By the time the 94th Congress was in session, the determined Parker had done further sleuthing. His first clue was an intriguing item in War Department Records: in 1899, one Charles Walsh of Philadelphia had in his possession General Lee’s amnesty application and General Grant’s endorsement of the same. Walsh offered both to the War Department for $100, but the offer was declined. (Department officials thought the correspondence belonged at the State Department.)

The record claimed that in 1865 the documents had been given to General Daniel Sullivan, as a souvenir, by his friend Secretary of State William Seward. Two generations later, Walsh purchased the documents from Sullivan’s grandson.

In 1975, Parker’s pursuit of Lee’s application was rewarded. He writes, “The search was long and led me up blind alleys until it was found in the Illinois State Historical Library . . .” At the same location were Lee’s and Grant’s letters to each other. Their authenticity was verified by a file designation matching War Department records.

Parker forwarded his new information to Senator Byrd who, once again, introduced his resolution. Six months later, it came to a vote. Nineteen Senators co-sponsored the bill; several rose to speak in the Senate chamber.

Senator John C. Stennis (MS) told a story from Lee’s postbellum career as President of Washington College (now Washington and Lee): “General Lee, when a young student brought before him on a disciplinary matter had given a reason for his conduct and was about to give another reason stopped him and said, ‘Young man, one good reason is always enough.”

Senator Philip A. Hart (MI) arose, described Lee “as a man of conscience,” and drew a parallel to the young men who, “out of conviction of conscience” had refused to fight in the Vietnam War. He asked that amnesty be extended to them as it was extended to Lee. Senator Byrd made the concluding remarks: “I will simply say that it has been my view for a very long time that the two greatest men of that very tragic era in our Nation’s history were General Robert E. Lee and President Abraham Lincoln. I do not think we have had any two greater Americans than those two; yet in that tragic conflict, they found themselves on opposite sides.”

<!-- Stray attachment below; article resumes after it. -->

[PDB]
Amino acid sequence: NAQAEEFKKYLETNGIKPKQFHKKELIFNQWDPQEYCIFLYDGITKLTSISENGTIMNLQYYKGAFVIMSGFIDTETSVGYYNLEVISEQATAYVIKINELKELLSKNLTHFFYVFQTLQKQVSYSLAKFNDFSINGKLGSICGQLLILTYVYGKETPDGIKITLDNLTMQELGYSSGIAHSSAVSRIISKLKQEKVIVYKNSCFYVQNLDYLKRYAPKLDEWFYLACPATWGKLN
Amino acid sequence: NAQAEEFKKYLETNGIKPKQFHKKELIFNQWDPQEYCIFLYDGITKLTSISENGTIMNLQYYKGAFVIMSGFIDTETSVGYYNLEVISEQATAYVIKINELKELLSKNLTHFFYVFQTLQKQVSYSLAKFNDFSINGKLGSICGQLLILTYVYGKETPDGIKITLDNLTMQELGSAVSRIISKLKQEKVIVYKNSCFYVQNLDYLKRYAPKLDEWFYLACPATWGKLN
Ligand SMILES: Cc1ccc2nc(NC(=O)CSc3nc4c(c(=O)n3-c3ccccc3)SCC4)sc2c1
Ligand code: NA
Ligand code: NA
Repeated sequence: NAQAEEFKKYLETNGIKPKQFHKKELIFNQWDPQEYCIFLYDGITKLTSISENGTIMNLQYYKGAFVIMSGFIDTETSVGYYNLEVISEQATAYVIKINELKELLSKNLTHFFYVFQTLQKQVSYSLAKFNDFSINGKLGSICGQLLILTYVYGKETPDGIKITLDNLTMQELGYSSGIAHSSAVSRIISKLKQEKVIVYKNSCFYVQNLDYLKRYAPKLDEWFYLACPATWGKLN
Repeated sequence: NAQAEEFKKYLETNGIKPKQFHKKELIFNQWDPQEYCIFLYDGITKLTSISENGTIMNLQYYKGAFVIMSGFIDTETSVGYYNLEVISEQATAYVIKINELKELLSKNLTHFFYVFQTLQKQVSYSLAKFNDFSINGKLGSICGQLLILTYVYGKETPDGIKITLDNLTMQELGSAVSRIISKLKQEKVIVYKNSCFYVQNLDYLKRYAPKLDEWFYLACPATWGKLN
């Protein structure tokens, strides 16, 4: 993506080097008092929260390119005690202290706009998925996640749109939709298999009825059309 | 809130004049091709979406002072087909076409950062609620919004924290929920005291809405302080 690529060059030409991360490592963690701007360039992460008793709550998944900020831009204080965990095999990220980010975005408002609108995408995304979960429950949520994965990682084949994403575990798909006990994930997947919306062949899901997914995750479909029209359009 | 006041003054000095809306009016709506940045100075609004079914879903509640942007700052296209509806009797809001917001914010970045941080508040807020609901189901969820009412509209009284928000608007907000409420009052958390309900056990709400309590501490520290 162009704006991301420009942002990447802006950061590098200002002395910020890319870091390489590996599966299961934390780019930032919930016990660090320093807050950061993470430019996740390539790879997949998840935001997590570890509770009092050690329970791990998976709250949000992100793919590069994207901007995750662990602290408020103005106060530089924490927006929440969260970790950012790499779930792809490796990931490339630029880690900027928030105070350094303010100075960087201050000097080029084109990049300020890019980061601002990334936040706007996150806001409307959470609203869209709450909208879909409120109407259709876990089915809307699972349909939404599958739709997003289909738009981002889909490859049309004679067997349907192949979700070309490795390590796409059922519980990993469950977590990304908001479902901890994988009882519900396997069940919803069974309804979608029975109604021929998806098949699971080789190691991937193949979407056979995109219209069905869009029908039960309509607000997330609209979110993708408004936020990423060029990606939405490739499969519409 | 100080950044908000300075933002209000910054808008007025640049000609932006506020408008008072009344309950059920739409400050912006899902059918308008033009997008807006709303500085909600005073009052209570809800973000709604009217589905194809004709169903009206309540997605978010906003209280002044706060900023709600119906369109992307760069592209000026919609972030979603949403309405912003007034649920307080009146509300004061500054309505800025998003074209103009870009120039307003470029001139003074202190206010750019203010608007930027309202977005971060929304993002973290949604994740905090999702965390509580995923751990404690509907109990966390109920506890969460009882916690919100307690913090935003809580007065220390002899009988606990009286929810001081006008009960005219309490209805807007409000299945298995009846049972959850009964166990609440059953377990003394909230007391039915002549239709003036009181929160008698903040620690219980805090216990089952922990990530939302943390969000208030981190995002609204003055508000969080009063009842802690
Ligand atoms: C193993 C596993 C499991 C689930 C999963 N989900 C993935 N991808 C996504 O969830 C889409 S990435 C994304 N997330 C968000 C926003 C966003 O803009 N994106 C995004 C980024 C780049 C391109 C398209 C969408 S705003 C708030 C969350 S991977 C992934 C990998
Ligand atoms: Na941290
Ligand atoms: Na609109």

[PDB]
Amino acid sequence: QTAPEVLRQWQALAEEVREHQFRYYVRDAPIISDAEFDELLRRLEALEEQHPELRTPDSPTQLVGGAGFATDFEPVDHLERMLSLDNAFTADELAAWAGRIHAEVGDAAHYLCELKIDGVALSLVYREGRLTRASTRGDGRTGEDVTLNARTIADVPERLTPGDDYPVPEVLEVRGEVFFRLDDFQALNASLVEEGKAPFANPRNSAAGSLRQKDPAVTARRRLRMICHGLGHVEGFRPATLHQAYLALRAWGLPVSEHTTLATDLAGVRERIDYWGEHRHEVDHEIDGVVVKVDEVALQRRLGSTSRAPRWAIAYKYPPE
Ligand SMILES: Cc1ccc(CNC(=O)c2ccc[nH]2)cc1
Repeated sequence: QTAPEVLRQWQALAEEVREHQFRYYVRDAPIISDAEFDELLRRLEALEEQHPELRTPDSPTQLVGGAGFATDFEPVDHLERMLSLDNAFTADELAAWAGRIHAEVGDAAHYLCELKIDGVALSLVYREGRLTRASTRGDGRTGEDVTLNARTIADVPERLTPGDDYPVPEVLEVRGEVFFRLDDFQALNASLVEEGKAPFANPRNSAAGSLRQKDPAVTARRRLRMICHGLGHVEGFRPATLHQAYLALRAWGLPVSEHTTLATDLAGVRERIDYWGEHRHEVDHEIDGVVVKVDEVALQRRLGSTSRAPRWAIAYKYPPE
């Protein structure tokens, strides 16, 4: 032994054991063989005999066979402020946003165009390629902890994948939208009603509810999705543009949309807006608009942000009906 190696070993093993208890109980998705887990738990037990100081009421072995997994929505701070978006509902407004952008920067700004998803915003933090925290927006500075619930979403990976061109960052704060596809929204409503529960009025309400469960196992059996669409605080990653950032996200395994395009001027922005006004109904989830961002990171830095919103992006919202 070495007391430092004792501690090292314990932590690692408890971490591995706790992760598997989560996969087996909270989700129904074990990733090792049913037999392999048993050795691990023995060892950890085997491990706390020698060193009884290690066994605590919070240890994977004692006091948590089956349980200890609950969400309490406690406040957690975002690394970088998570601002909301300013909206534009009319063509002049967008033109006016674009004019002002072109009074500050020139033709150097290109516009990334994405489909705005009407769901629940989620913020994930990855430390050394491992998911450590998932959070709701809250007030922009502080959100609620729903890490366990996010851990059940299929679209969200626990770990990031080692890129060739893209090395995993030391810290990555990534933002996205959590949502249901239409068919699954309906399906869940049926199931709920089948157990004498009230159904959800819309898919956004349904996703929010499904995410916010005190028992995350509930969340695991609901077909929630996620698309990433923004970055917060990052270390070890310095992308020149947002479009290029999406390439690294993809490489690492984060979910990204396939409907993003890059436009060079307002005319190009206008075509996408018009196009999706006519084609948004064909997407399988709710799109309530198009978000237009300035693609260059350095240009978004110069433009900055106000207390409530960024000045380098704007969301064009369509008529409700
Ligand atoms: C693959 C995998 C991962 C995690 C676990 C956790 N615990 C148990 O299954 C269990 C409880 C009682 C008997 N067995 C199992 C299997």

After its passage by the Senate, the bill went to the House where it passed 407-10. The ten “nay” votes were due to the lack of an amnesty proviso favored by Senator Hart. Vietnam and Watergate had torn the country apart, but the United States was about to celebrate its Bicentennial. The ceremonial restoration of Lee’s citizenship on the grounds of Arlington Cemetery was a distinctly American event. It commemorated the life of an American original, a life dedicated to service of one’s country and its citizens, interrupted by four tragic years.

In the decades between 1975 and 2021, Lee did not change, but the country changed. All that was admirable in the man and the soldier, all that was beloved by the South, and respected by many in the North and abroad began to be scorned and cast aside. Once again, he is reviled as a traitor. There are still some among us, however, that trust this passionate disavowal of Lee’s stature will be a temporary historical aberration. We hope that, once again, Americans will reconsider Lee and say of him, “He was a man, take him for all in all: I (we) shall not look upon his like again.”